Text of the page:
Today we were up early as we were going on an excursion!
When we were planning this trip we used a website called Montenegro Pulse a lot. When it was time to book a boat tour of Lake Skadar, we turned to the website which recommended a bunch of different options. We booked a 3 hour one that stops at Kom Monastery through the website. We received an email confirming our booking, saying the tour starts at the town of Virpazar at 1030hrs “or later”. It takes an hour to drive from Ulcinj to Virpazar so we hired a taxi to pick us up at 0930hrs, then drive us back at 1430hrs.
The drive there was vaguely nightmarish. Our driver, whose name we never found out spoke almost zero English so we drove the hour in almost total silence. He dropped us off at the lakeside town a Virpazar, a tiny but bustling village of bars, trinket shops and boat rental stalls. We found our boat rental stand, where a woman showed us a map and explained where we would be going and what we would be seeing, as the boat captain/driver, her dad, spoke very little English and therefore would not be able to explain much. We were then led down to the dock and into the cun (pronounces “choon”), a slightly narrow, long, open roofed aluminium boat with seats along the sides and an elevated prow. The captain (as he will he know as henceforth) pointed to a cooler and said “juice. Water.” And we were off, surprised that we were he only three tourists on the boat. Our own private excursion.
Lake Skadar is ecologically important, home to all sorts of bird life (rare Dalmatian pelicans!), wildlife (foxes!) and marine life (carp!). It also features an old fort, monasteries, and the Montenegrin Alcatraz. We started out on the lake, lined with reeds, rushes and grasses, tons of lily pads and little black ducks with white faces.
Because we were the only ones in the boat, we weren’t beholden to anyone else, so every time I would raise my camera to take a shot, the captain would kill the engine and slow down to allow me time.
There are veritable “fields” of lily pads everywhere, and narrow passageways of clear water that the boats could navigate through. The captain started pointing out “heron!” and then to a page in an ornithological book about the lake that he had with him, then to a heron perched on the lily pads or wooden flotsam.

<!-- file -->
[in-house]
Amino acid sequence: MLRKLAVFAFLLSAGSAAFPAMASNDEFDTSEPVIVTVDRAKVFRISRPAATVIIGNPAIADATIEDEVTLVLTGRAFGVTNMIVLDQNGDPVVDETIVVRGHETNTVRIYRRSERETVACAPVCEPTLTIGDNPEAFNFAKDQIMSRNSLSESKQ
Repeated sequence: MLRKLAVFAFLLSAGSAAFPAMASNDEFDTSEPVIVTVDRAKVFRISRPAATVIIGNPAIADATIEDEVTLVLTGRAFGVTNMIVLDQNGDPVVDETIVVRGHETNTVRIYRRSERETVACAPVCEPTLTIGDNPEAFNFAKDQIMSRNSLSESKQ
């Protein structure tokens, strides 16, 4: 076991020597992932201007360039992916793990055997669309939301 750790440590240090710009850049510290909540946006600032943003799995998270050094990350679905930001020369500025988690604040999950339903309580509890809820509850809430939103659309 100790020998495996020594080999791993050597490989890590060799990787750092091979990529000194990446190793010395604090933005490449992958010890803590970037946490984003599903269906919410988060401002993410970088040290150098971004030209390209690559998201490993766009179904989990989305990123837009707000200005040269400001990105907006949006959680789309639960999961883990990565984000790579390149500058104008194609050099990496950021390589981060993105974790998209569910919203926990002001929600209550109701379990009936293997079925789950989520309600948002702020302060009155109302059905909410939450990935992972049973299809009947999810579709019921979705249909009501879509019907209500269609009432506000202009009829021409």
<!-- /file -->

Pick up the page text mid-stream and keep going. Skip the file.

We passed lines of fishermen, sitting on the banks, some under ramshackle wooden shelters they had set up for themselves. The most popular catch from the lake is carp and eel.
We passed more herons, ducks, little brown mini-heron looking birds, through the lily pad passageways to a tree lined shore. We passed along the shore, spotted with moored boats and what looked like summer cottages.
At one point the captain stopped the boat, pointed to his bird book, then to a bush and exclaimed “kingfisher!” He even backed up the boat so I could get a shot of the little red and blue fella before he flew away.
Then we noticed a cow getting out of the water on a shady island. Then more cows. These cows just seem to hang out on the island and swim and eat the grass.
We rounded a corner and headed towards more open water and another blanket of lily pads.
We pulled up beside a dense bit of greenery in the water. The captain cut the engine and told us “water chestnuts”. He then leaned over and plucked a few green pods from the water, split them open reveal pink edges and a white “nut” in the centre, and handed them to us to eat.
The water chestnut was sweet, like a sugar snap pea with a nutty after taste. They were quite good!
We headed again for open waters, passing more birds, islands and other boats, until we spotted it- Kom Monastery, perched high on a hill on an isolated island.
We moored the boat at a tiny stone dock and hiked the questionable stone stairs up to the monastery gates.
The monastery is Serbian Orthodox, built in the 15th century and never sacked by the Turks or the communists (like many religious establishments were during Tito’s reign) – everything is original.
We went into the small chapel (no photos allowed) decorated the typical orthodox style – painted frescoes on the walls and a wooden iconostasis. We exited the small stone building and looked around the grounds – bee hives, olive trees, orange trees and pomegranate trees were all about. The captain pointed to two small mountains in the distance and said “Sophia Loren” and grabbed his own boob. We understood.
We were led into some sort of outdoor banquet hall where we were treated with wine, homemade ginger cookies and homemade rakia by a few contemporarily dresses monk. The rakia smelled fruity and burned the whole way down.
Eventually we said our “thank yous” and “goodbyes” to the monks and piled back in the boat, our three hours almost up.
On the boat ride back, the captain pulled up to some lily pads, picked three lilies from the water and made us each a necklace out of them.
When we docked we thanked the captain and his family profusely – they had truly given us a magical day.
We met back up with our anonymous cab driver and had one of the diciest drives ever back to Ulcinj. The sped, ran stop signs (which I’ve learned is pretty normal here), tailgates a poor Audi for kilometres and ended up getting pulled over and ticketed by police. I was thankful to get my two feet back on solid ground.
We finished the night off our typical way here – dinner, Turkish coffee, bed.